Brand Storytelling in a Nutshell: 10 Foundations of Success
It's not news that people buy from people or that business and life are about personal, human relationships. People have been buying from other people, communicating with other people and connecting with other people for years, decades and centuries. It's in our DNA to want to connect with other human beings who believe in the same things we do. It's these common foundations that weave the threads for relationships, trust and community.
If we all know life and business is really about people, then why do so many marketing and business leaders still fall to lazy marketing tactics and corporate marketing speak as they set out on their online digital and social media adventures? They claim they want to connect with real human beings. They say they want to build community. However, their priorities, actions and language are all proving the opposite.
For years people have gathered around campfires and dinner tables to connect and relate to one another. We share. We laugh. We cry. We tell stories. We grow. We become part of something bigger than ourselves.
When you share a story you share a piece of you. You invite people into your world. You share with them who you are, what you care about, why you are doing what you do. You are inviting them in a human way to be part of your story, part of your journey.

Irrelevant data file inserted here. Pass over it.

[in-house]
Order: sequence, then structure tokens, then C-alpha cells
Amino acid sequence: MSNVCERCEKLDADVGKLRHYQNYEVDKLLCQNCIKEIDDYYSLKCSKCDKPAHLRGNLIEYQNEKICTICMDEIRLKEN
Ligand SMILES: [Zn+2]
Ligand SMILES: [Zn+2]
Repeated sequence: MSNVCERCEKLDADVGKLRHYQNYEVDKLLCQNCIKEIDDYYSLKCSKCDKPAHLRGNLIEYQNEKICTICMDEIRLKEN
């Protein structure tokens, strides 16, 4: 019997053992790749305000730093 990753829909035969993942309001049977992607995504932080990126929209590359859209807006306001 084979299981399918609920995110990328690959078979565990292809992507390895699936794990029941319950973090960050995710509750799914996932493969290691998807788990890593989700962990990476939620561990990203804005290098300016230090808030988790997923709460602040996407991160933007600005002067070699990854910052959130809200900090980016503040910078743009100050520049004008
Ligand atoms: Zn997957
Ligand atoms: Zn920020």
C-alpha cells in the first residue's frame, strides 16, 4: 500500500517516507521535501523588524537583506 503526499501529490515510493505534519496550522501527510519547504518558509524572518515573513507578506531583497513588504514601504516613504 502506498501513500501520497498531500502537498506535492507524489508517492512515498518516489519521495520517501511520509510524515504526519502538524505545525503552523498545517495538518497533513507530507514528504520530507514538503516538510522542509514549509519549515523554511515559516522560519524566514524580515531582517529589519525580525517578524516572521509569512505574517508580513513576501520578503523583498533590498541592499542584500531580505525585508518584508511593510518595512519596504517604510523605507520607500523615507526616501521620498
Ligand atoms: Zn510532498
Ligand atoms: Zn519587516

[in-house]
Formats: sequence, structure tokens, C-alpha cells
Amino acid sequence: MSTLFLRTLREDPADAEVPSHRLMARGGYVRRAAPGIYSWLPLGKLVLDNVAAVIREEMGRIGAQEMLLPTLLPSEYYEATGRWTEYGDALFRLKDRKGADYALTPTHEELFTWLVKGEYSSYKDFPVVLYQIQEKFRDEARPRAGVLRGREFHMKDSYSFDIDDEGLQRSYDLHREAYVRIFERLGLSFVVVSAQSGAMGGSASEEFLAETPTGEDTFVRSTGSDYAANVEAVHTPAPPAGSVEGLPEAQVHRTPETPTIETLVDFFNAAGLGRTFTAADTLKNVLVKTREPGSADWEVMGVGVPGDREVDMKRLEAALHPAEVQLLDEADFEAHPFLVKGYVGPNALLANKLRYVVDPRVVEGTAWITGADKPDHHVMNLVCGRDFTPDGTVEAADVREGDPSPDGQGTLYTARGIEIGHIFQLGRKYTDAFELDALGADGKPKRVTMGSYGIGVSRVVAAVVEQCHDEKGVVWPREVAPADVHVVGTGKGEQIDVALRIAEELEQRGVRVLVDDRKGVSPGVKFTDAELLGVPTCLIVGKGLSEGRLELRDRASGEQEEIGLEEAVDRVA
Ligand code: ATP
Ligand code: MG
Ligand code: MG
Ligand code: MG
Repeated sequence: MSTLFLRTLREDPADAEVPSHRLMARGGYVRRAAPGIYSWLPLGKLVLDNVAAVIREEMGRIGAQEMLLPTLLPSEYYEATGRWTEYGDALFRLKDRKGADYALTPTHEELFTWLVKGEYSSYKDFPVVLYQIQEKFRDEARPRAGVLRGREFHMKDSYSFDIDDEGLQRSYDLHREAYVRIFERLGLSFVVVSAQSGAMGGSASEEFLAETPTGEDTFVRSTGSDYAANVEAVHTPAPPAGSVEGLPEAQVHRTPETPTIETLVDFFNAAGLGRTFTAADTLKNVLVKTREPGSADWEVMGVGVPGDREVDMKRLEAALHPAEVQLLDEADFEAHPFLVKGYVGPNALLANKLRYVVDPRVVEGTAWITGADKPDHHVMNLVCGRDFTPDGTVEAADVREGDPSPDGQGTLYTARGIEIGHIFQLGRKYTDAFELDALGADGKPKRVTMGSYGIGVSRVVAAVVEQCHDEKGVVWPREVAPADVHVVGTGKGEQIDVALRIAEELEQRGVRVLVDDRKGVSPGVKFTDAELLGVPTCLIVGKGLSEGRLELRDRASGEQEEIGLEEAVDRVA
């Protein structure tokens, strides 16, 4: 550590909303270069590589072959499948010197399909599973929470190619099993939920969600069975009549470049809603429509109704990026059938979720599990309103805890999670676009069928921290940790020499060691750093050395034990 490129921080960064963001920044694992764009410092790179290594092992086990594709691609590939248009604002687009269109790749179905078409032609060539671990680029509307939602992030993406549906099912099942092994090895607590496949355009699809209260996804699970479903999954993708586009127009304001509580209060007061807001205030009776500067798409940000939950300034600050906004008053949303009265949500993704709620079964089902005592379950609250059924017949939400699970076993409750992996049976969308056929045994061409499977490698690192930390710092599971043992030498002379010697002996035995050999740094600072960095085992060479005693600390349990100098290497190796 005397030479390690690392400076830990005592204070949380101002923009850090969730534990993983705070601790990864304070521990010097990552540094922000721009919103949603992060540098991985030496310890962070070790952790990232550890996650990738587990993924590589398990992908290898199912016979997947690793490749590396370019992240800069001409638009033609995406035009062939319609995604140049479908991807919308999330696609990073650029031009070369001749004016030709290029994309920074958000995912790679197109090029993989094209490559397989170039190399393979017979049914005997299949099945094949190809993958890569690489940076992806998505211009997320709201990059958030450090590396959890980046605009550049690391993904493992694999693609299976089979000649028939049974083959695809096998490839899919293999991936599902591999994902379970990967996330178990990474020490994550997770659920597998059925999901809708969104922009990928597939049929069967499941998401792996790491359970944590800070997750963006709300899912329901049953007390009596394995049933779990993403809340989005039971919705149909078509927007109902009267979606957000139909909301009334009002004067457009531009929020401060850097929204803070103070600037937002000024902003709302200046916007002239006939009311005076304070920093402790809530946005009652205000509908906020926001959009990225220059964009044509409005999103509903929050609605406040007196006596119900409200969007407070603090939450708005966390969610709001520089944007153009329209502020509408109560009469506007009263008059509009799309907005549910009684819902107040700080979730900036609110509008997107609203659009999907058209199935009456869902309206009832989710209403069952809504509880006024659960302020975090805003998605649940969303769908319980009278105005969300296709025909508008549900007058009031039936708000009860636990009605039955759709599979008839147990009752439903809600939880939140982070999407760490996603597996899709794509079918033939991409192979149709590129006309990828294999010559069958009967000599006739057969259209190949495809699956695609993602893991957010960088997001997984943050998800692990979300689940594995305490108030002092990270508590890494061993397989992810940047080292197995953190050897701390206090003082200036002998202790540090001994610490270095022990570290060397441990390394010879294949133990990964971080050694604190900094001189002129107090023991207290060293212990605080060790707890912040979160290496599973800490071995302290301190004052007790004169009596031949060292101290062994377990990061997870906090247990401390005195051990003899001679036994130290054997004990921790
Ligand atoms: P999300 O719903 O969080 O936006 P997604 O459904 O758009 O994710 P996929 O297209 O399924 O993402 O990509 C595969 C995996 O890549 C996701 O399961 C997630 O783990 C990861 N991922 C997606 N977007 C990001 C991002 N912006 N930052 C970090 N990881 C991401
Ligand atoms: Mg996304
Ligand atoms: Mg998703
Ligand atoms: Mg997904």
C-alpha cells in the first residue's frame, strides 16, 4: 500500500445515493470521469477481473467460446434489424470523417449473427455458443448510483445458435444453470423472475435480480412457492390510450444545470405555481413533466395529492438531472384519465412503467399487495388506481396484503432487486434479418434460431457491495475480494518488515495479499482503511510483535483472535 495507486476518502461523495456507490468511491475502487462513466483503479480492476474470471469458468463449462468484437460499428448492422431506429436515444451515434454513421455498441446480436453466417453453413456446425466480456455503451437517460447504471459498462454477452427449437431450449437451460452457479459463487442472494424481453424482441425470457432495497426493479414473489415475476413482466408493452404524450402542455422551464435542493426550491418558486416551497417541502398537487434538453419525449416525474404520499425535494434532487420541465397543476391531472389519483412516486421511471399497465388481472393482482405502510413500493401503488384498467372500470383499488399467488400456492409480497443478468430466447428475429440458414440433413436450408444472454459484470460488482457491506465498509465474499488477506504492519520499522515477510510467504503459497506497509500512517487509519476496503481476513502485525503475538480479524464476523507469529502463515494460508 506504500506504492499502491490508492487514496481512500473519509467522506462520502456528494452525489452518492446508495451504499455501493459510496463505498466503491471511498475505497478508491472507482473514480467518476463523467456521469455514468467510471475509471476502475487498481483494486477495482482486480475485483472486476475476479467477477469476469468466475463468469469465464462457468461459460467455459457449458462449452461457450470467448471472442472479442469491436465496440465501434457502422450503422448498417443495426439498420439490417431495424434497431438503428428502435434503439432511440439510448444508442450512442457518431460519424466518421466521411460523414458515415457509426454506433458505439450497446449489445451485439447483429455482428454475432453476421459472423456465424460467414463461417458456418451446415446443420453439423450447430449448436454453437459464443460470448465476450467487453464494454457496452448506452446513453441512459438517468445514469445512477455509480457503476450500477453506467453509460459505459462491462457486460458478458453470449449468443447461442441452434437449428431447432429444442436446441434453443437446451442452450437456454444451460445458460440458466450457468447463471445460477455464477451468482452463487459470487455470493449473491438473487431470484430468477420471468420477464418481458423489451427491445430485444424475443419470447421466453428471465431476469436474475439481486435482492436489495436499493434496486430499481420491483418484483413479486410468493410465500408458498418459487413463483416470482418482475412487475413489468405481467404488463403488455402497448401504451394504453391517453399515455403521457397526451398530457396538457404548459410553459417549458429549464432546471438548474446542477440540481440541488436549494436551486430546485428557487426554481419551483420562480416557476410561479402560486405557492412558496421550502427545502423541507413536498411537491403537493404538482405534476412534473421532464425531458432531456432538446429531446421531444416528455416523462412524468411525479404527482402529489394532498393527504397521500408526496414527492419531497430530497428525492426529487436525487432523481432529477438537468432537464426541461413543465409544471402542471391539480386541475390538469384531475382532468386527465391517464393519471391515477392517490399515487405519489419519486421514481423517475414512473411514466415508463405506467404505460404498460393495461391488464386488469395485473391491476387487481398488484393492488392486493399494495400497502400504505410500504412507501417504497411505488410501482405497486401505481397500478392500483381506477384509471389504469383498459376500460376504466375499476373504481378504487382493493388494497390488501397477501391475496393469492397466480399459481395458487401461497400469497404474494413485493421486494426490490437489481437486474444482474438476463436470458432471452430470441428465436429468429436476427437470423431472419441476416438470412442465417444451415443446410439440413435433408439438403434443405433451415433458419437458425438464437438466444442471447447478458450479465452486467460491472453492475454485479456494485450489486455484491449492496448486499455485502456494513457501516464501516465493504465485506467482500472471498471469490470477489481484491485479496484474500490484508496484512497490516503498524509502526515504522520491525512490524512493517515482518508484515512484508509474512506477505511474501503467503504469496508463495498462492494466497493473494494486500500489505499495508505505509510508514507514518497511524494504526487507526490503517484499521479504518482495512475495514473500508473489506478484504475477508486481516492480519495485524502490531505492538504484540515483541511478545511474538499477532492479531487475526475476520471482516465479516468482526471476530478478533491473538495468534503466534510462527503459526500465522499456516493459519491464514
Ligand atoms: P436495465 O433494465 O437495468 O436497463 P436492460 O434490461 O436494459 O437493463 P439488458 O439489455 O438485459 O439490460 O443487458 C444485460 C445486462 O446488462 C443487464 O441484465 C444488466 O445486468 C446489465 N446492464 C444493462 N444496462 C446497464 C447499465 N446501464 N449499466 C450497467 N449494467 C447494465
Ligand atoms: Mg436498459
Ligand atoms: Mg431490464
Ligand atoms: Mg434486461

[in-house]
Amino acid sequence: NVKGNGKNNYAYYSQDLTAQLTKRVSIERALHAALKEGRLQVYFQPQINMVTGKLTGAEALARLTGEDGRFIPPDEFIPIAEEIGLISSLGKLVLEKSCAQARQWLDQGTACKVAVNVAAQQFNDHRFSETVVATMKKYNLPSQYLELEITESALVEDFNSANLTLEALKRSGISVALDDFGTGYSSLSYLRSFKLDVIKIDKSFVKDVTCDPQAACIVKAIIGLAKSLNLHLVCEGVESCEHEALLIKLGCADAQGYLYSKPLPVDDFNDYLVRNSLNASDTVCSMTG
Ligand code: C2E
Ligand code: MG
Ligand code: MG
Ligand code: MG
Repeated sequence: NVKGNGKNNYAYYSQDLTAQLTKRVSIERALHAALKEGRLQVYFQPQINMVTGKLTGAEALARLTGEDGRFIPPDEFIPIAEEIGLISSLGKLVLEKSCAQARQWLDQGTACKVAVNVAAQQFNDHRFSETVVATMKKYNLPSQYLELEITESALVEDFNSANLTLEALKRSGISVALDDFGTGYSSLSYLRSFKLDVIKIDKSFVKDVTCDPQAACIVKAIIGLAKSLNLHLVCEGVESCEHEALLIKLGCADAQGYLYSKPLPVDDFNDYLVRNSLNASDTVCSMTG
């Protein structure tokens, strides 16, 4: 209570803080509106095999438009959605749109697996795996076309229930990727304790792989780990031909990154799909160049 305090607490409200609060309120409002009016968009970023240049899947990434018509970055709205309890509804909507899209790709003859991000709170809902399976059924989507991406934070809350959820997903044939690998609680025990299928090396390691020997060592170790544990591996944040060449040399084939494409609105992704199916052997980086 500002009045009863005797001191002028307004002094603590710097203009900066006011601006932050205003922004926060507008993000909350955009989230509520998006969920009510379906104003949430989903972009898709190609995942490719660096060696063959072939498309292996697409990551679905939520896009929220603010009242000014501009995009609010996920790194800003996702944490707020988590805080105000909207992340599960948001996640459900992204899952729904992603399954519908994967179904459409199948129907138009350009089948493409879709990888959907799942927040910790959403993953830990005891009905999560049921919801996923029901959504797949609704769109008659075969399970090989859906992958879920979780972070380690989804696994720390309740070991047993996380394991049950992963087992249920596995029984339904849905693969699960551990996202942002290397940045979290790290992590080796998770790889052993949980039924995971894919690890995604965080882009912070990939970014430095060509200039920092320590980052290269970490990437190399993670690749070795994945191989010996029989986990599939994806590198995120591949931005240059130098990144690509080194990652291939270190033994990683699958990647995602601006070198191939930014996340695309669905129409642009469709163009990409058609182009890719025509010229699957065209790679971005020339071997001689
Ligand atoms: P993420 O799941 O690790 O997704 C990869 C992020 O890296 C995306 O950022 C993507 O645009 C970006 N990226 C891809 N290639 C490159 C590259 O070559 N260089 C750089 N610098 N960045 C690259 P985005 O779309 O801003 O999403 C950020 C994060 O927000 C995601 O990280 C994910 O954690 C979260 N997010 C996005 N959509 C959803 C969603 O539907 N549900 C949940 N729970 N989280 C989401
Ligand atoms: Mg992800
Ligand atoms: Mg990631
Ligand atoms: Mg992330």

Brands can tap into the power of storytelling to inspire, connect with and serve their audiences. Storytelling helps build relationships and earn trust.
Brand storytelling is not about bragging about yourself all day on the latest live video streaming mobile application. It's not about creating a viral video or a long winded essay in corporate speak. Brand storytelling requires both art and science. It requires having a solid brand architecture and message foundation as well as knowing your audience and how you can serve them real value.
Take a listen to episode 161 of the Social Zoom Factor podcast to learn 10 key foundational elements to successful brand storytelling.